The Monk Sylvester (Syl'vestr) of Obnorsk

Commemorated on April 25

      The Monk Sylvester (Syl'vestr) of Obnorsk was a disciple and novice under the Monk Sergei of Radonezh (+ 1392, Comm. 25 September and 5 July). After completing obedience at the Trinity monastery, the Monk Sylvester received blessing for wilderness-dwelling.
      In the deep forest at the River Obnora, flowing into the River Kostroma, he set up at his chosen spot a cross and began to asceticise. For a long time no one knew about the holy hermit. His cell was by chance discovered by a peasant who had lost his way. He told the distraught hermit, how he had come to this place, over which earlier he had seen luminous rays, and then pillars of cloud. The monk shed tears of sorrow, that the place of his solitude had been found out. The pilgrim besought the saint to tell about himself.
      The Monk Sylvester said, that he was already living here no short while, and that he ate tree bark and roots. At first he became weak without bread and fell on the ground from his weakness. But then an Angel appeared to him in the guise of a wondrous man and touched his hand. From that moment the Monk Sylvester did not experience any distress. And then the peasant another time, this time deliberately, came back to the monk and brought him bread and flour for reserve supply.
      This one meeting was sufficient for the exploits of the hermit to become known to many. Soon peasants began to come to him from the surrounding though not close settlements. The Monk Sylvester did not refuse them to build cells alongside him.
      When the brethren had gathered, the monk himself set off to Moscow and petitioned of Sainted Alexei (1354-1378, Comm. 12 February) blessing for the construction of a temple in honour of the Resurrection (Voskresenie) of Christ. The sainted-hierarch entrusted to him an antimins ["antimension" or 'corporal" for the altar‑table, needful for celebrating of Divine Liturgy], and made him hegumen of the monastery. With the construction of the church the number of brethren quickly grew, and the monk frequently withdrew for prayer into the dense forest. This spot received the name "Commanded-Grove", since the Monk Sylvester commanded that no trees should be cut there. In the thick of this grove the monk himself dug out three wells, and a fourth on the side of an hill at the River Obnora. When the monk returned from his solitude, there usually awaited him around the monastery a number of people, and each wanted to receive his blessing and hear his advice.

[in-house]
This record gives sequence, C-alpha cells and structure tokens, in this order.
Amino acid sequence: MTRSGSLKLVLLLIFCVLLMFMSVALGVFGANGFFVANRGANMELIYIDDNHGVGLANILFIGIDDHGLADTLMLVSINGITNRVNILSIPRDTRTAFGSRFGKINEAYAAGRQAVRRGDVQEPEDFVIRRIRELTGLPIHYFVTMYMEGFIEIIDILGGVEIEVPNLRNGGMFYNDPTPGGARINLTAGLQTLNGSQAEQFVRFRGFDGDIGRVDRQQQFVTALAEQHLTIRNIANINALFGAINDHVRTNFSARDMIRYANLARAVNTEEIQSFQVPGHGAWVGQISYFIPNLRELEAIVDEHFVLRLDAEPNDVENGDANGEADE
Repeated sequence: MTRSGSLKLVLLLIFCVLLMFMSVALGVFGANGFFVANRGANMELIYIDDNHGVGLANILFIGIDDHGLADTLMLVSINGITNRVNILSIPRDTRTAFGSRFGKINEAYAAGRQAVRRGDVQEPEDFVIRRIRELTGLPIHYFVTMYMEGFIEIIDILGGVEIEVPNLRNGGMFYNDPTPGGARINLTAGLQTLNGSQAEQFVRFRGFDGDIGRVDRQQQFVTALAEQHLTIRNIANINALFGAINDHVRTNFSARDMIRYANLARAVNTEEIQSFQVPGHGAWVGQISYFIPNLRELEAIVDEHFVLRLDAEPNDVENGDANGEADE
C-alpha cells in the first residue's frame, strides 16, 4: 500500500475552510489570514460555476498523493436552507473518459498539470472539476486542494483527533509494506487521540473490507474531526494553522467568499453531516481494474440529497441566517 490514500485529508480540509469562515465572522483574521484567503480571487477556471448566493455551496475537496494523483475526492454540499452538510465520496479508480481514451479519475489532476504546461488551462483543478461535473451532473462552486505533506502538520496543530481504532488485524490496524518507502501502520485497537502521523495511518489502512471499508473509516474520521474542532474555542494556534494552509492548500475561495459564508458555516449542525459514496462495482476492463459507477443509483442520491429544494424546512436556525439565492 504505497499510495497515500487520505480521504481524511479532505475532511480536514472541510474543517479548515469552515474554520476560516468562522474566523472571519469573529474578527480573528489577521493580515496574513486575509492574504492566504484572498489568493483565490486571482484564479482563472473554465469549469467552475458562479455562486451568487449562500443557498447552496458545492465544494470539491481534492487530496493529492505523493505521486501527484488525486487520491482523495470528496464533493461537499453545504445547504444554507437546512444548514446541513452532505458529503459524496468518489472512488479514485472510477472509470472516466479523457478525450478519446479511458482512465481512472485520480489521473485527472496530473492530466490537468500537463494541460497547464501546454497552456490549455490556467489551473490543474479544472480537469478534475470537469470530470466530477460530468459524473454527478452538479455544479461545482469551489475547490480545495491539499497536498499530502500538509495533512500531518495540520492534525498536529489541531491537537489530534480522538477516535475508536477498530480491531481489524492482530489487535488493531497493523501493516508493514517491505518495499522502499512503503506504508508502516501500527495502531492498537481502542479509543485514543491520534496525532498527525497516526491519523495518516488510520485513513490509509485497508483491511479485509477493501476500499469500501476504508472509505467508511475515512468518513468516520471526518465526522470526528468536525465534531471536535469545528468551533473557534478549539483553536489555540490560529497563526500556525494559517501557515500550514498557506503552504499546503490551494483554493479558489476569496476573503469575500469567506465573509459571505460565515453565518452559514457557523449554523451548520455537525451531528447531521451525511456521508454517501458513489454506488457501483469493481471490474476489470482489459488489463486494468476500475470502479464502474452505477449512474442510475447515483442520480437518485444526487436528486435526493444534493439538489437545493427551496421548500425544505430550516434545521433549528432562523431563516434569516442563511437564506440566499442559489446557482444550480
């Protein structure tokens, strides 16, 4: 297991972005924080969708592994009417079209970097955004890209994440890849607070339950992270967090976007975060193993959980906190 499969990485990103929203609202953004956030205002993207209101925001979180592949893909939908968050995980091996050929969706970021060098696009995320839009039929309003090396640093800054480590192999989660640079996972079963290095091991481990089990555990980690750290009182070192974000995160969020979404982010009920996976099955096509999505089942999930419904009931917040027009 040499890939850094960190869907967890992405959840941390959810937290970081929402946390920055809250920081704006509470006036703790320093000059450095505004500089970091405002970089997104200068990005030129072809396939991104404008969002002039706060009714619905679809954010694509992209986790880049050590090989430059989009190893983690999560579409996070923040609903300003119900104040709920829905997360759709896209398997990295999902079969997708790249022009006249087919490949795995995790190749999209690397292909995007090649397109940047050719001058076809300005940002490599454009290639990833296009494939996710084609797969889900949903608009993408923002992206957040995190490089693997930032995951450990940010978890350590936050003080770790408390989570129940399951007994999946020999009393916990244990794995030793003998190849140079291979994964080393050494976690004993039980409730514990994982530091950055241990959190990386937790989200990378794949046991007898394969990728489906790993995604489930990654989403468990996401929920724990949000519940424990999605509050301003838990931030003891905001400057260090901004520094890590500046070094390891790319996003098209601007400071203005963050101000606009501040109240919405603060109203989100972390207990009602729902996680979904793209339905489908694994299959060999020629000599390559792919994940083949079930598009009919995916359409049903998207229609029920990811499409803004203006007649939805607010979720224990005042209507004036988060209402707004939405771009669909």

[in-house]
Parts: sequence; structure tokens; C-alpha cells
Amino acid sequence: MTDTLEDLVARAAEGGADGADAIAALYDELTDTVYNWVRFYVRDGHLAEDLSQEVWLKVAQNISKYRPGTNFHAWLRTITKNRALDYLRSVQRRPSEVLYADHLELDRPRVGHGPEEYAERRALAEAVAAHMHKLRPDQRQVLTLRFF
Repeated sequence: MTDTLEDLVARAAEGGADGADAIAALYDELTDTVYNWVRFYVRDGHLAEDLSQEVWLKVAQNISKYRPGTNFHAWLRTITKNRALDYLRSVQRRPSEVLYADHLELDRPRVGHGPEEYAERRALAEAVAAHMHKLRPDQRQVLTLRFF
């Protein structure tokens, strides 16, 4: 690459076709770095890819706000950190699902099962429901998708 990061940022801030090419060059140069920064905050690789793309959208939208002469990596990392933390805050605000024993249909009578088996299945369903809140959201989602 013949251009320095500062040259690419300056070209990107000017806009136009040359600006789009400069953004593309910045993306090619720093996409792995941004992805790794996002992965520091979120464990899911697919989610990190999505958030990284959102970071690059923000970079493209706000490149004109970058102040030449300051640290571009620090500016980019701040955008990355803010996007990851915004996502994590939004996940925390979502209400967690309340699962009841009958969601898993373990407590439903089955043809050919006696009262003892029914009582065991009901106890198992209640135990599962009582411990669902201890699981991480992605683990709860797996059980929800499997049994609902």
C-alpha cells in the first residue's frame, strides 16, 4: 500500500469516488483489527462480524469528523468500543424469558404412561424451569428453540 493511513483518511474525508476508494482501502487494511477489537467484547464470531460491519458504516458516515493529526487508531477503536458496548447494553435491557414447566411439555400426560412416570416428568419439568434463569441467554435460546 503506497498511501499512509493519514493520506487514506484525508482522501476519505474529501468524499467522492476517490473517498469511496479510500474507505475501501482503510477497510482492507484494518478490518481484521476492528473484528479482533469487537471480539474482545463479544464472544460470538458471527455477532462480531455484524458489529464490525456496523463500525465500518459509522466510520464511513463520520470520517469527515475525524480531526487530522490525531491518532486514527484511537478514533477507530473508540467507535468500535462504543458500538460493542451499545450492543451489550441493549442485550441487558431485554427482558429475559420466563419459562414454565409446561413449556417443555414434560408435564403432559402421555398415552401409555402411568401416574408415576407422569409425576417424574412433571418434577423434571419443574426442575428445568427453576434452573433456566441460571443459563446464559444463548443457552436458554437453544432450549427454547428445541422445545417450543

When the saint fell into a fatal illness, the brethren, who were distressed about his going off into solitude, were even more distressed about the impending end of the saint. "Grieve not over this, my beloved brethren, the monk said to them in solace, for in everything is the will of God. Keep the commandments of the Lord and fear not in this life to suffer misfortune, so as to receive reward in Heaven. If indeed I have boldness before the Lord and my deed be pleasing to Him, then this holy place will not diminish with my departure. But pray the Lord God and His All-Pure Mother, that ye be delivered from temptation of evil". The monk died on 25 April 1479 and was buried towards the right side of the wooden Resurrection church.
      There has been preserved from the year 1645 a record of miracles of the monk, in which 23 miracles are described. In quite a number the monk healed from demonic‑possession (12 cases) and delirium, and from eye-afflictions (6 cases). A lesson‑teaching miracle occurred in 1645. The priestmonk Job of the monastery directed peasants to cut down the interdicted forest-grove for firewood, and for this he was struck blind. After four weeks he acknowledged his sin, repented and gave a vow not to act on his own will, but to do everything on the advice of the brethren. The priestmonk finished out the molieben in church, after which he was brought up to the reliquary of the Monk Sylvester, and there he regained his sight.

1996-2001 by translator Fr. S. Janos.

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The Monk Sylvester
(Syl'vestr) of Obnorsk

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